Hits: Come Out and Play; The Kids Aren't Alright; Gone Away; Original Prankster
Deep Cuts: Defy You; Gotta Get Away; Let The Bad Times Roll

P is for...PEARL JAM

We've inadvertently entered a grunge theme with these last two. Whatever. We had a copy of Ten growing up, that I was usually too young to listen to. Once I heard it all the way through, I got the appeal. It's grunge, surely, but there was something about the songwriting, the emotion, the production levels and the vocals from Eddie Vedder that felt like more than grunge. Hell, after Vs, they sort of stepped away from being a Seattle grunge band and just focused on making good rock music, and that's kinda why No Code, Yield and Binaural are some of my favorites of theirs. Insignificance isn't a grunge song, but it's a great Pearl Jam song. Neither is World Wide Suicide, but it's one of the best rock songs of 2006. Dance of the Clairvoyants is FAR FROM grunge, but it's a great showcase for Eddie Vedder at his weirdest. 

I have almost all of their CDs [Lightning Bolt keeps evading me, not that it's a particularly thrilling final conquest], and can name great tracks off of all their albums. I have friends who've seen them live and say I need to before I die, so they're on the list.

Hits: Dissident; Black; Do the Evolution; Corduroy; World Wide Suicide; Sirens
Deep Cuts: Once; In my Tree; Habit; No Way; Insignificance; Cropduster; Life Wasted; River Cross; Who Ever Said

Other P Artists I Considered: Panic at the Disco, Pink Floyd, Porcupine Tree, Pixies, The Police


There's an easy Q, but I'm not taking it. So instead, here's a group I got into in 2013 when their rock snarl Like Clockwork was huge. QOTSA is one of those bands that has like 3 all-timer albums, at least to me. Songs for the Deaf, their 2002 smash taking place over the course of a car radio's dial-switching in California; Like Clockwork, the 2013 comeback that pounded and throttled and wowed me from the start; and Villains, their 2017 concept album that might be one of my favorites of the last decade. This band is loud, and at times unforgiving, but their demented, melodic nature sucks me in every time. Their music would probably be the soundtrack of a sock hop for mass murderers, and I mean that as a complement. 

Hits: No One Knows; Go With the Flow; My God is the Sun; The Way You Used to Do; Little Sister
Deep Cuts: Domesticated Animals, Fairweather Friends, Kalopsia, Smooth Sailing, Un-reborn Again, Head Like a Haunted House, Feet Don't Fail Me, The Sky is Fallin, In My Head, Burn the Witch

R is for...RADIOHEAD

Stiff competition here, but going with the relatively basic alt-rock one cause they are that good. High school was spent listening to OK Computer and Kid A, the crowdpleasers in a sense; college I discovered how good the Bends was, and got to be a part of the promotion and release of Moon Shaped Pool, which I still love. And contemporarily I've gotten into the shit-ton of b-sides and I finally understand the love for Amnesiac. 

Radiohead is weird in a way that makes sense. Thom Yorke wails, Ed O'Brien and Johnny Greenwood screech, Godrich orchestrates the sad art, and it all just fits together perfectly. You could say any of their albums is the best and I'd understand why. Mine is The Bends, but In Rainbows is close. Understanding Radiohead isn't easy, but it's something I got the hang of early on, so the weirdness doesn't seem as weird to me anymore.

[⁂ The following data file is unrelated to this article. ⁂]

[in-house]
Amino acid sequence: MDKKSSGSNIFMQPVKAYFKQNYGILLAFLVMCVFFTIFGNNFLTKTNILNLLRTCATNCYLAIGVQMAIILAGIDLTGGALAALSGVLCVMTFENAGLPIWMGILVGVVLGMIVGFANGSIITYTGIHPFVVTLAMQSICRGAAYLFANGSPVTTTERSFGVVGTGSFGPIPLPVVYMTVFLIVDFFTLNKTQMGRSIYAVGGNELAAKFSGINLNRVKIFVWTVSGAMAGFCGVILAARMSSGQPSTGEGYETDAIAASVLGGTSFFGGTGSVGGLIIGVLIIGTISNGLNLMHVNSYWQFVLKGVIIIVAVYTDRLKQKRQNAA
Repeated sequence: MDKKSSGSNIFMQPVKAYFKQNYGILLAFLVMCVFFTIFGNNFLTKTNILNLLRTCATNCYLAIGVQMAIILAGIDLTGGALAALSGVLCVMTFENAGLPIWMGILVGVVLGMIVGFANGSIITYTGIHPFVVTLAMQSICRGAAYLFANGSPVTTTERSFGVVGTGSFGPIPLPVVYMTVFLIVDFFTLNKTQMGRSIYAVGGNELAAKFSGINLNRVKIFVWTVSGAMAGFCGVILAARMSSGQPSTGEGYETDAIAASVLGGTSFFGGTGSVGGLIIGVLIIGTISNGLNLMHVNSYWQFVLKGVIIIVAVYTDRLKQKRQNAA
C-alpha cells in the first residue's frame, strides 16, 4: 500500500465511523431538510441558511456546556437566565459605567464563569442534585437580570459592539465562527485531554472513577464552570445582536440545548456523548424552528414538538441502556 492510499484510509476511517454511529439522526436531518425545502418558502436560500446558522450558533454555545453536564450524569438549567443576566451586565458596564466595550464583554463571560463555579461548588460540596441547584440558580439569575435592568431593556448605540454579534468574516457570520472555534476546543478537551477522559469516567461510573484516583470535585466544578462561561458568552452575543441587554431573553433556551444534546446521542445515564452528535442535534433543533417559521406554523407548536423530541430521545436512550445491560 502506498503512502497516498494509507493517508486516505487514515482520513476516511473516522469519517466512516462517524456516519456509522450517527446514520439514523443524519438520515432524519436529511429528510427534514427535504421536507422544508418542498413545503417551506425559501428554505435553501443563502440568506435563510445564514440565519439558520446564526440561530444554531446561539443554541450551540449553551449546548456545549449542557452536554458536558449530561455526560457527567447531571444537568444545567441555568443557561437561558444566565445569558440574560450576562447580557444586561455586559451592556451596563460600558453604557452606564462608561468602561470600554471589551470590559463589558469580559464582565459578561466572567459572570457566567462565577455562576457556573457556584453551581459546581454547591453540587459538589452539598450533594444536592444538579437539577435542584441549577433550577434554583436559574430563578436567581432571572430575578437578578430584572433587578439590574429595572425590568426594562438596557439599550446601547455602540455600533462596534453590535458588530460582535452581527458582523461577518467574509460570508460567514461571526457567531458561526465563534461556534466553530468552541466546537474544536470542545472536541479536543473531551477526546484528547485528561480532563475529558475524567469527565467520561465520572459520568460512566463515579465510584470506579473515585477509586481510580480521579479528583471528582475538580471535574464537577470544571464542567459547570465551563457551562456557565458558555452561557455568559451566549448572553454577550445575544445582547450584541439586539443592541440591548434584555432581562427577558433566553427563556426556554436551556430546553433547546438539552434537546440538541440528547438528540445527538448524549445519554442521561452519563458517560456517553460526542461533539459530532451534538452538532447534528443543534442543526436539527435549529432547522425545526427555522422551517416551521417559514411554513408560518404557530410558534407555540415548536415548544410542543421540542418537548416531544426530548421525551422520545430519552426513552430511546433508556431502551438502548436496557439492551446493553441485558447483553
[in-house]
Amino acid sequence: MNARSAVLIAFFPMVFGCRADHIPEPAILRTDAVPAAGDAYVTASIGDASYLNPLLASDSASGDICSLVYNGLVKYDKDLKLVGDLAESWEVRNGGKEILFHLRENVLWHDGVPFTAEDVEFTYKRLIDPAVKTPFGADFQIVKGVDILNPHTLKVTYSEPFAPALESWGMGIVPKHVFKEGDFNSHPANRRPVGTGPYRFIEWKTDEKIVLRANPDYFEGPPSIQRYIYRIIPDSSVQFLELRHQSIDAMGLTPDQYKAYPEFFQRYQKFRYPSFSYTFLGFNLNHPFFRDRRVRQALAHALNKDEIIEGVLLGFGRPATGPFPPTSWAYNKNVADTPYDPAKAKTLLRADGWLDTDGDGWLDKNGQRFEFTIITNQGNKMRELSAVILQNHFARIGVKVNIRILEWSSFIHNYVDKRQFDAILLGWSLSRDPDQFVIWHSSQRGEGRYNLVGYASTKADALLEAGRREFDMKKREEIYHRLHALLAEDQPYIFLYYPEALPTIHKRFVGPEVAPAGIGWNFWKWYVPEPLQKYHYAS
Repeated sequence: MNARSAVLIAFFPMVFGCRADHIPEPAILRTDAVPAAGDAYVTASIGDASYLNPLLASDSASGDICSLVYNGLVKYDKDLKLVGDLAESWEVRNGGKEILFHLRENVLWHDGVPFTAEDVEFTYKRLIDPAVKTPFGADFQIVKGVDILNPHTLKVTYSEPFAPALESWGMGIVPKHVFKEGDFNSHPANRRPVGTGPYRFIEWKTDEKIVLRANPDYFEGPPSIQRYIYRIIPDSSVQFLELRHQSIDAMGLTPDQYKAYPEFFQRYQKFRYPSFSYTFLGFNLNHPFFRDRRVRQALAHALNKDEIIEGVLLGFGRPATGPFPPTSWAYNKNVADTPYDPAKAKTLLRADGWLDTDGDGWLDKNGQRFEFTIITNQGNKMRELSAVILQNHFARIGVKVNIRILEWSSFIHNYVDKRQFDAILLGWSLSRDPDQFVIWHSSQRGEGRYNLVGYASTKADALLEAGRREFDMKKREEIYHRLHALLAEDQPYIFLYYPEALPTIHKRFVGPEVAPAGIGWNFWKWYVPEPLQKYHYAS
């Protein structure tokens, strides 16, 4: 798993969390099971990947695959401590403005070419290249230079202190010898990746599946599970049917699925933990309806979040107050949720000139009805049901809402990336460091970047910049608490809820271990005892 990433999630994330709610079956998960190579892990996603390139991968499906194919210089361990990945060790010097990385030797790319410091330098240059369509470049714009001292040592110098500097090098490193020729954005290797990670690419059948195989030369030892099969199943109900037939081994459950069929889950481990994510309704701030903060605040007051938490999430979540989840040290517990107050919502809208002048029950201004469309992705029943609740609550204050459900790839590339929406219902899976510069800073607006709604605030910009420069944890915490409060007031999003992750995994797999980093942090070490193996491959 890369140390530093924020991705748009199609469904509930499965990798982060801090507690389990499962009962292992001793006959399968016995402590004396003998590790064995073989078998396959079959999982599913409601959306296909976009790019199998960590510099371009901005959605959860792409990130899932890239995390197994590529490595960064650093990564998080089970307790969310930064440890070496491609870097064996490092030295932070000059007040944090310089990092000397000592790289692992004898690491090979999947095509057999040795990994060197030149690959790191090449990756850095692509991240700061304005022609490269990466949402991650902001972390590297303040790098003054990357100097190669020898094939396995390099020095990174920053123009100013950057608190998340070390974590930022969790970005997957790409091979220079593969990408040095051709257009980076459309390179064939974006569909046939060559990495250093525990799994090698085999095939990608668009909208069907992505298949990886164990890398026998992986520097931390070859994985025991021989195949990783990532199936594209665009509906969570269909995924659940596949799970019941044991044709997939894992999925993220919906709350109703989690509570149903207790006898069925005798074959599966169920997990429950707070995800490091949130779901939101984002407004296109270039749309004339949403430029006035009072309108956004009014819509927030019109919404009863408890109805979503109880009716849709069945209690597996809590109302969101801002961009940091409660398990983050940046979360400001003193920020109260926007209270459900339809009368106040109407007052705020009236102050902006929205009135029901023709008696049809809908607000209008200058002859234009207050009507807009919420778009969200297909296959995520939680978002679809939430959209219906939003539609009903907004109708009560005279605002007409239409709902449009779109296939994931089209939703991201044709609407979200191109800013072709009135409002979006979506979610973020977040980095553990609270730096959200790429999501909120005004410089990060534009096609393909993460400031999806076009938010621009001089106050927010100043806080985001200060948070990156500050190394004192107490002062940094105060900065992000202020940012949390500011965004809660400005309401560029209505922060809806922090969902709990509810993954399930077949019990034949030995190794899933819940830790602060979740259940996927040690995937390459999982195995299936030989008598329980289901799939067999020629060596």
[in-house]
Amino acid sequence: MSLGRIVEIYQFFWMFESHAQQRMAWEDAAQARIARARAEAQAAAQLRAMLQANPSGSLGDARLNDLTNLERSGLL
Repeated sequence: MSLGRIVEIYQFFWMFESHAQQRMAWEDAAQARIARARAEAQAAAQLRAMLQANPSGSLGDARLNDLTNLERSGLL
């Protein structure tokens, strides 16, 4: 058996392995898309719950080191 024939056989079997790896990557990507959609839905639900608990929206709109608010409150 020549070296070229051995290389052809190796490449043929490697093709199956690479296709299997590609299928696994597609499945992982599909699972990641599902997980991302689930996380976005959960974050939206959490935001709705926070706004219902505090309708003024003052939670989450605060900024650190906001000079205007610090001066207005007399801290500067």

Hits: Just; Paranoid Android; Burn the Witch; You and Whose Army; Street Spirit; Karma Police
Deep Cuts: Nude, Jigsaw Falling Into Place, The Numbers, Daily Mail, Dollars and Cents, There There, 2+2=5; Polyethylene Parts 1&2

Other R Artists I Considered: Rolling Stones, Rush, R.E.M., Royal Blood


Another band I got into out of rebellion. The near-whine that Billy Corgan gives off is not for everyone, but paired with that immortal guitar sound and one of my favorite rock and roll drummers, Jimmy Chamberlin, it's very palatable. I was always more partial to Mellon Collie until I really listened to Siamese Dream and got a sense of how wall-to-wall perfect it was. I'm also pretty alright with the post-reformation work the band has done- Zeitgeist and Oceania are good albums, and I like the last two they've done with James again. I also saw them live a few summers ago, and they're a pretty cool live act. the trick with them is letting the sort of self-indulgent pomp of some of their albums by and just enjoying the music and melodic work. 

Hits: Cherub Rock; Perfect; Thirty-Three; Zero; Stand Inside Your Love
Deep Cuts: End is the Beginning is the End; Soma; Mayonnaise; Porcelina of the Vast Oceans; Age of Innocence; That's The Way; Quasar; Solara; Colour of Love

Other S Artists I Considered: Saint Motel, Bruce Springsteen, Soundgarden, The Strokes, Sparks, Spoon


I wasn't gonna decide between these two, so I'm doing 'em both. Fight me.

They Might be Giants I got into thanks to this very blogosphere. Dayf from Cardboard Junkie had a post about the 64 World's Fair, and he linked TMBG's Ana Ng, cause it lyrically references it, and that song was so weird that it hooked me in. I had to review one of their kids' albums for a high school journalism project, and that intro'd me to the singles. Then once I got to college I just...started listening to as much of their stuff as I could. And it all appealed to me in the weirdest way possible. Sometimes a drum machine, sometimes accordions, sometimes a backing band, either one of the Johns in play on lead vocals. Their 'so sweet it's sad' and 'so funny it's heartbreaking' moods appealed to me, and their continued breadth of work has resulted in me seeing them live. I'll be seeing them again next March. It's always worth it.

Hits: Dr. Worm; Birdhouse in Your Soul; Istanbul; Don't Let's Start; The Guitar; Ana Ng
Deep Cuts: A Self Called Nowhere, They'll Need a Crane, Narrow Your Eyes, Rhythm Section Want Ad, Nothing's Gonna Change My Clothes, She's An Angel, Sapphire Bullets of Pure Love, Let's Get This Over With, You're On Fire